Death of Captain Charles Jones,
Thirty-fifth United States Colored Troops
(First North Carolina Colored Volunteers)

MARCH 4, 1864.


Capt. Charles A. Jones. Among the brave men who fell in the recent disastrous engagement at Olustee, Florida was Capt. Charles A. Jones of the First North Carolina (colored) regiment. Capt. Jones was a son of Jonathan Jones, Jr. of Malden and 23 years of age. He entered the army as a volunteer in the 21st Massachusetts regiment, accompanied Gen. Burnside in his victorious campaign in North Carolina, was in the second Bull Run battle, and fought also at South Mountain, Antietam and Fredericksburg. On all these bloody fields and throughout all his service with the regiment, he behaved with such gallantry as to win the hearty approbation of his commanding officers, who united in recommending him for promotion in the 21st regiment, but he preferred to take a captain's commission in the 1st North Carolina regiment. After a long and gallant service he laid down his life for his country amid the swamps of Florida. The deceased possessed many excellent qualities of head and heart, and was beloved by all who knew him. The father of the deceased has had all his sons, three in number, in the army, and spend six months himself caring for the sick and wounded. One son is still in service with the 35th Mass. Regiment at Knoxville.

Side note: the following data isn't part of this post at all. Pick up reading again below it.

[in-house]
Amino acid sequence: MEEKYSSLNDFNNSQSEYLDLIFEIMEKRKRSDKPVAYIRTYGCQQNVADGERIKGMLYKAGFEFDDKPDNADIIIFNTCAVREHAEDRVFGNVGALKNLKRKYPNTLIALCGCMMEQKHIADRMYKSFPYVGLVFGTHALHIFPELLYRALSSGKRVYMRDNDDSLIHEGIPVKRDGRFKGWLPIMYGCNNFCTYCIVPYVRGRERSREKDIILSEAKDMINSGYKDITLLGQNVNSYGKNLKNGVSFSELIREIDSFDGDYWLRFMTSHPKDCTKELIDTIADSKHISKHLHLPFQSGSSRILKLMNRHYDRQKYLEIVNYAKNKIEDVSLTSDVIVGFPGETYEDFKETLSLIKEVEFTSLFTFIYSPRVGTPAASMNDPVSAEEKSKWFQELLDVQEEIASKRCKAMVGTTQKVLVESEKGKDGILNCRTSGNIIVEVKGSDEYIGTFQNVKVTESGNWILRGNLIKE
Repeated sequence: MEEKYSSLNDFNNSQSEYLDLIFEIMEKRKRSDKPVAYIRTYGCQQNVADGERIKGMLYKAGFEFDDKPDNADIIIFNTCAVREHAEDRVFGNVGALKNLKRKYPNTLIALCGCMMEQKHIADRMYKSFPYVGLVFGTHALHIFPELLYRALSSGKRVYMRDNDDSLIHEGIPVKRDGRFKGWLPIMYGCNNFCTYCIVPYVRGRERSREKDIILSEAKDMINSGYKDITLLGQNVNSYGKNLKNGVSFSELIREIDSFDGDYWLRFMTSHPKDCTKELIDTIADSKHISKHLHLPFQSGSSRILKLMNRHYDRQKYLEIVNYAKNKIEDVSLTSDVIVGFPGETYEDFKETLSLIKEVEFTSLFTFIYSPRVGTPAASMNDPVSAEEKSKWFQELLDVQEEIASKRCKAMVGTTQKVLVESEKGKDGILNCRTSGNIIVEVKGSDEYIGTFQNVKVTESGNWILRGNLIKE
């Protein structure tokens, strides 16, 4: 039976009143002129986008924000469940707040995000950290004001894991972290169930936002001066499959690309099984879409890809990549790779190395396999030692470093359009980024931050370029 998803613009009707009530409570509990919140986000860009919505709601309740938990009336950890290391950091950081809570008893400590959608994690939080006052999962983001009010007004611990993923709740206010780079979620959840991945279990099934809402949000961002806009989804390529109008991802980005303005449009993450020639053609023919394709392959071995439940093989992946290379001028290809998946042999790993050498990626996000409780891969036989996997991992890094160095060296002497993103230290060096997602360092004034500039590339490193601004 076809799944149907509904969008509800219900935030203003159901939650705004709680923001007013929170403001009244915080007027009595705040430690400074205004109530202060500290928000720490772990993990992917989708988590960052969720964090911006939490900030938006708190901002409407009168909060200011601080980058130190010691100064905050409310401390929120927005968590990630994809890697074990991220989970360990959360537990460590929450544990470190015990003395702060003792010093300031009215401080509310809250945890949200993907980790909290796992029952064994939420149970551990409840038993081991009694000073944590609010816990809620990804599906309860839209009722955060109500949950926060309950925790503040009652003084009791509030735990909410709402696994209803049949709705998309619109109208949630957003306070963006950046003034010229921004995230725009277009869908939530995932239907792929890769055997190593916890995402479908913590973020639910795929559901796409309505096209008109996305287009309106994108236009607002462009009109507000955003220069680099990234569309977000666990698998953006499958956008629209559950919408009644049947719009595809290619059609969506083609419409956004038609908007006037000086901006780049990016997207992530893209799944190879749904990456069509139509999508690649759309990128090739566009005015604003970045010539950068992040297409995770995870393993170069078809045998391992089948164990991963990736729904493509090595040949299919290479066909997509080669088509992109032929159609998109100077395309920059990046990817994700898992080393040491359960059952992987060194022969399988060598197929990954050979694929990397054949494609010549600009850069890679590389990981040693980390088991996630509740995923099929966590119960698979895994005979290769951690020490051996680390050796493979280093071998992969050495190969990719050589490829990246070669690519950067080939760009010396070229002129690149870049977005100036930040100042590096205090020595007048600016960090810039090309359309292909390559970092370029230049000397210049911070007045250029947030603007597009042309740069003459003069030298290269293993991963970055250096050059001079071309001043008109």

Article printed in the Boston Journal, 4 March 1864; pg 2, col. 3.

It is made available here through the courtesy of Thomas Hayes.

Thomas Hayes created an historical reference Web site, Letters of the Civil War, from the newspapers of the cities and towns of Massachusetts. He researched the Boston Herald, Chelsea Telegraph and Pioneer, Dedham Gazette, Roxbury Gazette, Randolph Transcript, Worcester Transcript and the Malden Messenger. Unfortunately, his site is no longer available.

Hayes stated, "I have filed, by date, a little over 3,300 letters. These are from the Soldiers, Sailors, Nurses, Correspondents and Politicans. This project started out as a simple endeavor to find that one letter from my Grandfather, Walter A. Hewes, who served in the 1st Mass. Infantry and 4th Mass. Cavalry. To date, no luck, but I have about 30 more papers to research."

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